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lecture2 - CSCC69H Lecture 2 Dan Zingaro Feedback from...

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CSCC69H Lecture 2 Dan Zingaro May 10, 2010
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Feedback from Reading Quiz I “I find it interesting how average response time can be improved by switching threads midway while another process is executing. It seems counter-intuitive to have to stop and switch to another thread... (having to save states, memory, etc)” I “A semaphore does not correspond to PTHREAD_MUTEX_RECURSIVE . They work in opposite directions. A semaphore decrements when it tries to lock a thread and increments when it tries to unlock a thread, while PTHREAD_MUTEX_RECURSIVE increments when locking and decrements when unlocking.” I “Why not just throw an exception every time a mutex is used incorrectly, rather than providing PTHREAD_MUTEX_RECURSIVE , PTHREAD_MUTEX_ERRORCHECK , etc.?”
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Mutual Exclusion Given: I A set of threads, T0 , T1 , . . . , Tn I A set of resources shared between threads I A segment of code which accesses the shared resources, called the critical section (CS) We want to ensure that only one thread at a time can execute in the CS.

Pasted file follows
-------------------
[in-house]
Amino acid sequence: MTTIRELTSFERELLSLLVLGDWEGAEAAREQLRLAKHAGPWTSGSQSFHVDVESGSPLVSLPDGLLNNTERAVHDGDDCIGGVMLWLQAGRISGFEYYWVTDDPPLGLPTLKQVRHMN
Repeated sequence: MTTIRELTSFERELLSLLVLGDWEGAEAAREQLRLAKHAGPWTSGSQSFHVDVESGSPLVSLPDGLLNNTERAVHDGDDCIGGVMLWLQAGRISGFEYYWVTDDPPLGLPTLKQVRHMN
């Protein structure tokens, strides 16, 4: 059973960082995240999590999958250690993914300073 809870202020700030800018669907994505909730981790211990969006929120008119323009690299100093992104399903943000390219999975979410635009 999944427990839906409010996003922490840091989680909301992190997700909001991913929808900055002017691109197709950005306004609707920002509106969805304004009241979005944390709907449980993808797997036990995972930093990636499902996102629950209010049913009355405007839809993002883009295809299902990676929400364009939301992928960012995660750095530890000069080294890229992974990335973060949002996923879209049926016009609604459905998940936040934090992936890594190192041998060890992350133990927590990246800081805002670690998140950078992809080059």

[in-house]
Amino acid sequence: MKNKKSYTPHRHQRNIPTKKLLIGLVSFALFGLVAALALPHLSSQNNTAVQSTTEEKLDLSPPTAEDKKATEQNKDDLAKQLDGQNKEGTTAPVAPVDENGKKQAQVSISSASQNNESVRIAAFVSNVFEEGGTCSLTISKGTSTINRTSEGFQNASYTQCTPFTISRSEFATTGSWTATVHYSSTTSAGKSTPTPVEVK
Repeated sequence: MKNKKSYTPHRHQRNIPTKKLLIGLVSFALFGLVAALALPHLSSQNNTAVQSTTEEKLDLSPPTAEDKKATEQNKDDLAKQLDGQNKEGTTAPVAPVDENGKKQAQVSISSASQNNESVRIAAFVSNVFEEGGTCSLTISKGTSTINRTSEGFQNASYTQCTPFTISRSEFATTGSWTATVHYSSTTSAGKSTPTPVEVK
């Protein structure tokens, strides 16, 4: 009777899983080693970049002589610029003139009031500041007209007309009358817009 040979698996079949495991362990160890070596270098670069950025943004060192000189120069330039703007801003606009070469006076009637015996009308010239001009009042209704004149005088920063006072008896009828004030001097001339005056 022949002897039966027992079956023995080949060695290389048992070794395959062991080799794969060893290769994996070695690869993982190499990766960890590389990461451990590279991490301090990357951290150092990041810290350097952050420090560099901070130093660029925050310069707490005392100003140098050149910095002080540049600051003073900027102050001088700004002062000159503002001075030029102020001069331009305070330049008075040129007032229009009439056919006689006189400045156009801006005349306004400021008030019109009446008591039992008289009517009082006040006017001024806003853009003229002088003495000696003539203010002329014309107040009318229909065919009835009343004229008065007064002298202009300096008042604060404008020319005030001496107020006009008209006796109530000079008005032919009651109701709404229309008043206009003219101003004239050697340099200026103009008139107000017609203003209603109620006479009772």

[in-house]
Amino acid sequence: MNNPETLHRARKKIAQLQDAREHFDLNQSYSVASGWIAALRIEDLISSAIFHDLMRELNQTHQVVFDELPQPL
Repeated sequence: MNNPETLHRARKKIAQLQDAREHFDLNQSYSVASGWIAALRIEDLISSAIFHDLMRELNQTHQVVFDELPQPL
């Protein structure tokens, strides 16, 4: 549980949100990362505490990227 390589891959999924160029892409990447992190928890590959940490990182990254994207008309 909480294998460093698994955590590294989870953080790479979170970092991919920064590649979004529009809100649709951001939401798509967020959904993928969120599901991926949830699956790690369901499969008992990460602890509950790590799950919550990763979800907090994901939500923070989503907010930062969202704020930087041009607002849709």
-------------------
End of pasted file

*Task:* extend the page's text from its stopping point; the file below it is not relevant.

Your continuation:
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Critical Section Requirements 1. Mutual exclusion I At most one process is executing its critical section at any time 2. Absence of deadlock I It is impossible to reach a state in which some processes are trying to enter their critical sections, but no process is successful 3. Absence of starvation I If a process is trying to execute its critical section, then eventually that process is successful
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Critical Section Problem I Design a protocol that threads can use to cooperate I Each thread must request permission to enter its CS, in its entry section I CS may be followed by an exit section I Remaining code is the remainder section I Each thread is executing at non-zero speed I Make no assumptions about relative speed
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Interrupts I What if each process disabled interrupts prior to entering its CS and enabled them just before leaving? I This would prevent the CPU from switching to another process I But giving user processes the ability to disable all interrupts is dangerous!
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Assumptions and Notation I Assume no special hardware instructions, and no restrictions on the number of processors (for now) I Assume that basic machine language instructions (LOAD, STORE, etc.) are atomic I If two such instructions are executed concurrently, the result is equivalent to their sequential execution in some order I On modern architectures, this assumption may be false I If only two threads, we number them T0 and T1 I Use Ti to refer to one thread, Tj for the other ( j = 1 - i) when the exact numbering doesn’t matter
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Lock Variables Let the threads share an integer variable lock initialized to 0.
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